Getting the meat out of a crab (picking it) is tedious, time-consuming, difficult work, which helps to explain the relative high cost of the meat. The demanding nature of crab-picking work also means that finding and maintaining a consistent workforce that knows how to do the delicate work can be a challenge. Because of the trouble in finding local Eastern Shore labor to pick the crabs, Brooks now relies on the Guest Worker Program, which allows him to bring in workers from Central America for the summer. The workers return to their home countries at the end of the season each year. Brooks says, “Believe me, if we could find local people willing to do the work, we’d hire em’. We are not allowed to displace any American workers with a Guest Worker; if someone qualified applies, we have to make a space for them. The expense is high, though. We pay to fly them up here and have a lot of regulations to follow in regard to hiring and employing them. Overall, though, the program works well for us and we now have many Guest Workers who return year after year.”
After taking a chill overnight in one of J.M. Clayton’s large walk-in refrigeration rooms, workers dump the crabs from the stainless baskets into large wheeled bins that are pushed into J.M. Clayton’s picking room to keep the pickers well-supplied with fresh crabs to pick. When you walk into the large picking room at J.M. Clayton, the first thing that hits you is how cool the area is kept. The second thing that hits you is the cacophony of crunching, snapping, and cutting sounds made by 60 pickers working at full steam. “We keep this room very cool,” Brooks says, adding, “It’s all about freshness and quality of the meat.” The refrigerated crabs are brought into the room sand distributed with shovels onto the long stainless steel tables, which are lined with about 15 pickers each.
The first person who caught my eye among the sea of pickers was a slight woman in a delicate white sweater who was rhythmically rocking as she dissected meat from shell at an alarming pace. “This is Nicey Jones,” Brooks says, “She’s been working for us for 58 years,” to which Nicey quips back, “Fifty eight? I’ve been here 63 years, Joe.” Nicey’s genuine smile and smooth Eastern Shore drawl are charming, and the contrast between her weathered hands and the delicate meat she’s been picking for more than six decades creates a picture that demands pause. “Folks don’t want to do this kind of work anymore,” Nicey says, “It’s been good to me, this work. My niece works here and a lot of my family going back a long time has, too.”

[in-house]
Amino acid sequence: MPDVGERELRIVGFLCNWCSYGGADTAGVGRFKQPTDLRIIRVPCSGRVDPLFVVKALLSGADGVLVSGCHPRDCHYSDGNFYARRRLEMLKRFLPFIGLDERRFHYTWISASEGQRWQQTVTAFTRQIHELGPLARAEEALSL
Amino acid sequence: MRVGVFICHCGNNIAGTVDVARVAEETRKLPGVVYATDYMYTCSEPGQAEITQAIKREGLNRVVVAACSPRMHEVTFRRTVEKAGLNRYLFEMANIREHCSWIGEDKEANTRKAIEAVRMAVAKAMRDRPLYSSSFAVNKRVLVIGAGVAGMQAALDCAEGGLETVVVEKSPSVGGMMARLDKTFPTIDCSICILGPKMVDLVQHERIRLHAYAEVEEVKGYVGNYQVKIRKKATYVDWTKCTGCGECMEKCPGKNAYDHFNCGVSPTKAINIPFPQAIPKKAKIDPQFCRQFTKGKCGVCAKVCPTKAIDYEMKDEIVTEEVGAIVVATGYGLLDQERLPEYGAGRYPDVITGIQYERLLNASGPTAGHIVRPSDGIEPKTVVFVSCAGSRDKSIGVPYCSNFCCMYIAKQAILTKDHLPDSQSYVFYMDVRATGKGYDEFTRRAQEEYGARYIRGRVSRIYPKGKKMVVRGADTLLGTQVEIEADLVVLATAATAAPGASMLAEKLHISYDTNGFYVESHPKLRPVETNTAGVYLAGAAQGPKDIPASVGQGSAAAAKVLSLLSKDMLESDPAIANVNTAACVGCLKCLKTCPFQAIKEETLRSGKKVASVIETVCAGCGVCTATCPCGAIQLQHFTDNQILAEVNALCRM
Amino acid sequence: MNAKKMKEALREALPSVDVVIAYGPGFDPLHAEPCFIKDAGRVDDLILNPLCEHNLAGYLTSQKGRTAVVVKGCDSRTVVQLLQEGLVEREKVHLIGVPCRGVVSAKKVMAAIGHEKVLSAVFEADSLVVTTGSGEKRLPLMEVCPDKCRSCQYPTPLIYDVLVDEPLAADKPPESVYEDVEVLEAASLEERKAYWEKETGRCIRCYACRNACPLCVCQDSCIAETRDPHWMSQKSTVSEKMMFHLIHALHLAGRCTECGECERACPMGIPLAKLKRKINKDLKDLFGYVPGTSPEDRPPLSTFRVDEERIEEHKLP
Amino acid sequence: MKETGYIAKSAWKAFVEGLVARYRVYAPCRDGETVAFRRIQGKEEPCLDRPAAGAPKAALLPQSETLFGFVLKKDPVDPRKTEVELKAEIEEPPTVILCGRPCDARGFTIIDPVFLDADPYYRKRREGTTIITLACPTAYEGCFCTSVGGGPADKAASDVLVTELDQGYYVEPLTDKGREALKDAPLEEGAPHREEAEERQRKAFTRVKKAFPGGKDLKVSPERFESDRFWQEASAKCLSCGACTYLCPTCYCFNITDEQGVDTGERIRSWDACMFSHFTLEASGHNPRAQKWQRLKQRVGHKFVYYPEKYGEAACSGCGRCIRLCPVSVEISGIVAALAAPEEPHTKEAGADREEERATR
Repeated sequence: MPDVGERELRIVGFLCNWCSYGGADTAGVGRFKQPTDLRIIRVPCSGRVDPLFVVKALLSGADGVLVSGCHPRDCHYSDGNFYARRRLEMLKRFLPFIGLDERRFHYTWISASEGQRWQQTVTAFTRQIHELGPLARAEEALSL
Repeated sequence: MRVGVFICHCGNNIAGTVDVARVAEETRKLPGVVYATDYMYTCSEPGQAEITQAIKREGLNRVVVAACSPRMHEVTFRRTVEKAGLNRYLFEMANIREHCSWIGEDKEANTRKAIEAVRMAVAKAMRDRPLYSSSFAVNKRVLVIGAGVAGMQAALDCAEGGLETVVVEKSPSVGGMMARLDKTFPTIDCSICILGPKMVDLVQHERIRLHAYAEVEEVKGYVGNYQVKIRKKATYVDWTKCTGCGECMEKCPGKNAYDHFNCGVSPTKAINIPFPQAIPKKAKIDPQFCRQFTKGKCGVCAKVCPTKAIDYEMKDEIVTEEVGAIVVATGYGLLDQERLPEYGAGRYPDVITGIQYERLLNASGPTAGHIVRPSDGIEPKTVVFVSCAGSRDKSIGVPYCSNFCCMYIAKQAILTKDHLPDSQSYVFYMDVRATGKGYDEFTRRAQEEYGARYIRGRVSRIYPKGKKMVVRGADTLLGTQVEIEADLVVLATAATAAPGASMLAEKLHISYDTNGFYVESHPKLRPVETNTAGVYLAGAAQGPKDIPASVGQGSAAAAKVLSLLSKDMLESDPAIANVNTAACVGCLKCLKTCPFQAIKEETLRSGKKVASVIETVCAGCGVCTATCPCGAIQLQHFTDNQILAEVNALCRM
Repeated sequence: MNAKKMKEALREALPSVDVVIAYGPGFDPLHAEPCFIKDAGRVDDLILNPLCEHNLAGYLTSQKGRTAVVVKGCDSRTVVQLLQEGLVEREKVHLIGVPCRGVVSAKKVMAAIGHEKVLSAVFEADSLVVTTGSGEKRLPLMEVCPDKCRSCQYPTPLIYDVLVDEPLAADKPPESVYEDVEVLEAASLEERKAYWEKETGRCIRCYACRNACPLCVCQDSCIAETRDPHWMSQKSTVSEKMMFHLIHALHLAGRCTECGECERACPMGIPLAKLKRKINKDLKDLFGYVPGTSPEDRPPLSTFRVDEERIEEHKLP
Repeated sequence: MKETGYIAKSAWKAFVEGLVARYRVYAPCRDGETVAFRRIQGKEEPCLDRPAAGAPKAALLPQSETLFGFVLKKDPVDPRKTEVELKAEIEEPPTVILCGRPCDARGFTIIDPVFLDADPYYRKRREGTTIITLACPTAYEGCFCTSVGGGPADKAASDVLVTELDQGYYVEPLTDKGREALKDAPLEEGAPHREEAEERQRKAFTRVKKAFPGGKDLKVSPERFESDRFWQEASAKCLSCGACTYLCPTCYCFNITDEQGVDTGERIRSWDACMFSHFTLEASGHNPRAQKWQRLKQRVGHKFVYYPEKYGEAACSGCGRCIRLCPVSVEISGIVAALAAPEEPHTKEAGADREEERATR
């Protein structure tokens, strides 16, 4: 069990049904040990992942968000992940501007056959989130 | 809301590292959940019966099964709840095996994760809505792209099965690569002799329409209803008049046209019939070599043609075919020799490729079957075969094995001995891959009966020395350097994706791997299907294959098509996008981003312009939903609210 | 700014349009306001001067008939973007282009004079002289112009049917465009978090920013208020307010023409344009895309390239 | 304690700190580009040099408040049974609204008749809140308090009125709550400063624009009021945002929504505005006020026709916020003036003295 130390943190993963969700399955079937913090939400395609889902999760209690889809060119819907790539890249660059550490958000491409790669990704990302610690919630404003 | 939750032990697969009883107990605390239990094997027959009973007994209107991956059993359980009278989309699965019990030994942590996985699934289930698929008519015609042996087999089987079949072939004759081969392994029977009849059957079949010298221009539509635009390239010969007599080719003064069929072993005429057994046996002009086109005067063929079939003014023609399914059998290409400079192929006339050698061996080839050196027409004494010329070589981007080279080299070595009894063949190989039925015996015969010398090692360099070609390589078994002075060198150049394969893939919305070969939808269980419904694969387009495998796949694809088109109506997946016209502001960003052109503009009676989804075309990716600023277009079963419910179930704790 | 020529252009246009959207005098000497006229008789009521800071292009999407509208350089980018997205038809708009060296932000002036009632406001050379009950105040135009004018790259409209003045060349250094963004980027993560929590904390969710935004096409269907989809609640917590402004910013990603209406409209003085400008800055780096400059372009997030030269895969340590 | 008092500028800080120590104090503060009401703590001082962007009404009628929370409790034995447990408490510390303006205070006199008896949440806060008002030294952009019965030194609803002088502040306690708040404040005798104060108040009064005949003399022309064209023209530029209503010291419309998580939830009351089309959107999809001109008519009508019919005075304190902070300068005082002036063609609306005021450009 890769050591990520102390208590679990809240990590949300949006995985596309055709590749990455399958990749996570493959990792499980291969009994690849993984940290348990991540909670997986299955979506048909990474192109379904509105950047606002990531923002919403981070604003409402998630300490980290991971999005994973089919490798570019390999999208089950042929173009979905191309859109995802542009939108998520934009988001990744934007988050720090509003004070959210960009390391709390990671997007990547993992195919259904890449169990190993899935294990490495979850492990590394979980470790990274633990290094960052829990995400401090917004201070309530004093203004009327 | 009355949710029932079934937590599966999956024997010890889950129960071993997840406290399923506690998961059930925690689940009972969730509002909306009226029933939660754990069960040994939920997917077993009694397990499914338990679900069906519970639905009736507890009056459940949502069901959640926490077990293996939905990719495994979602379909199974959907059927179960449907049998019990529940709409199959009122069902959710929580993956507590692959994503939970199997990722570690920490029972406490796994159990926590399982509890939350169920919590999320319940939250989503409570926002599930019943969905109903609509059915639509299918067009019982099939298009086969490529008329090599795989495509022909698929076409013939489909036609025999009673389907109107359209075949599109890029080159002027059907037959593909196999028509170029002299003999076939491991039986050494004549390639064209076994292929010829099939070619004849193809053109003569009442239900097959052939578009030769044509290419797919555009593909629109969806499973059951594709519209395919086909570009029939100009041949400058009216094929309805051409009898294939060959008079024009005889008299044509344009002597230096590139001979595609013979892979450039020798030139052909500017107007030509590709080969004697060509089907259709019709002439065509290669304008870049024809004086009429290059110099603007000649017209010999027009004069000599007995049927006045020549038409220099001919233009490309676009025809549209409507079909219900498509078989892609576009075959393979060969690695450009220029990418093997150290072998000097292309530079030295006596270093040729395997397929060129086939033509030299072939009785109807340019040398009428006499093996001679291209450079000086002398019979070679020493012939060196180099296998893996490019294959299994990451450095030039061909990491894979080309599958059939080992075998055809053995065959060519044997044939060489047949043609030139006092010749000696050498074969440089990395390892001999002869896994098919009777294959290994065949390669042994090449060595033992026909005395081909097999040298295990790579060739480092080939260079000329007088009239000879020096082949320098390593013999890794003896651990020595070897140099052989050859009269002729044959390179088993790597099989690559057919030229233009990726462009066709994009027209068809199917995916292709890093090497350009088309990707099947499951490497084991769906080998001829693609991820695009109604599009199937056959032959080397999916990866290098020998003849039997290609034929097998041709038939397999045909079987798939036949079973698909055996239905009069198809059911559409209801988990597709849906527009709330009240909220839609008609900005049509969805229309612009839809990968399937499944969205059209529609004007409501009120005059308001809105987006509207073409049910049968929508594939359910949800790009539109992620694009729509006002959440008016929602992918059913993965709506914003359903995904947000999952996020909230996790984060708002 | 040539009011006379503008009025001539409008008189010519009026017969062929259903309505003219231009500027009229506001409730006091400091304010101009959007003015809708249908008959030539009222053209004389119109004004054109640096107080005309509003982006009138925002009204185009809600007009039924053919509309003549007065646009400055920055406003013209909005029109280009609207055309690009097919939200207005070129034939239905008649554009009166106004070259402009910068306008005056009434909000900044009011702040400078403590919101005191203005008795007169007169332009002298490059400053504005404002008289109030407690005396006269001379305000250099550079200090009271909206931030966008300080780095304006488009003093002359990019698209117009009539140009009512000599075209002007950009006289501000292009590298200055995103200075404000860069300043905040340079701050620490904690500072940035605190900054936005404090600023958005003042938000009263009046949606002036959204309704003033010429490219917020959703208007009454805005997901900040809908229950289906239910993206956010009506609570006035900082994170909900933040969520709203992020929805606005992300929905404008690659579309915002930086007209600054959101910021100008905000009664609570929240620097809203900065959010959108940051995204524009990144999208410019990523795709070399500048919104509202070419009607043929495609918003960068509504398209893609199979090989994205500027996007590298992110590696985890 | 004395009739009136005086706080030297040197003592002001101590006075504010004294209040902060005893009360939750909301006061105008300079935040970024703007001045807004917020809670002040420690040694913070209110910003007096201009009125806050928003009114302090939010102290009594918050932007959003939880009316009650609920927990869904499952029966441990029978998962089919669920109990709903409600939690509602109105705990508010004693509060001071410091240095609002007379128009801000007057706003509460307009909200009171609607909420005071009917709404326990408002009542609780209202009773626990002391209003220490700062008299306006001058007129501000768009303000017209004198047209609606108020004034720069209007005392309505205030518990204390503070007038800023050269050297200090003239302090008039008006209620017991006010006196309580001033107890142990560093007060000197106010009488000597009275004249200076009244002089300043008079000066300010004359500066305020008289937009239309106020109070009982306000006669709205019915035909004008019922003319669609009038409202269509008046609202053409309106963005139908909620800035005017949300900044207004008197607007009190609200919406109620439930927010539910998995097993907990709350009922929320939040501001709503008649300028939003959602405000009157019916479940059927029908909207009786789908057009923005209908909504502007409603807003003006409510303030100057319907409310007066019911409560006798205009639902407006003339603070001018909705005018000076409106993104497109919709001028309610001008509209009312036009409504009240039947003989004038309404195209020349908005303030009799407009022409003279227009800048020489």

Pickers use crab knives to break down the essential part of crab into four pieces. First, the claws are removed and tossed into a bin for other pickers to separate into claw meat and claw meat “fingers.” The next steps come in a 30-second blur: The shell comes off, the mouth parts come off, and then the gills are removed. The knife makes quick work of the crab’s legs and swimmers next, followed by a cut down the center to split the crab into two parts. The last step is perhaps the most difficult to master. By cutting the two halves in a special way, the jumbo lump easily falls out and the rest of the small compartments are then accessible with the knife. It’s an amazing thing to watch if you’re used to methodically spending hours on the back porch during the summer picking a dozen or so crabs that would take one of these skilled masters only minutes.
One bushel of normal-sized crabs yields about four pounds of crab meat each, and an efficient picker can blast through a bushel an hour. But not so fast, Brooks says. “Part of what we try to do here is to ensure the highest-quality shell-free crab meat out there, so while we like it when our pickers can move through a mess of crabs quickly, we also make sure they’re not going too fast and leaving shell bits in the meat.” Brooks says that it’s all about J.M. Clayton’s emphasis on quality control. “The pickers are supposed to get up every 90 minutes and weight their meat, and then transport it to the packing area. Here, other workers spot check their work and report any shells or other abnormalities on a large whiteboard with the picker’s number on it,” Brooks says.
Pickers are paid by the pound for their work and each proudly marks their number on each can. “If you ever have any compliments or criticisms about our crab meat, just look on the container for a number and give us a call,” Brooks says. “We always want to be producing the best meat available.”
J.M. Clayton’s crab meat is available at seafood markets all across Maryland and Virginia, including larger retailers such as Whole Food Markets. If you’ve never tried it before, give J.M. Clayton’s crab meat a try and you’ll surely taste the love that goes into every pound.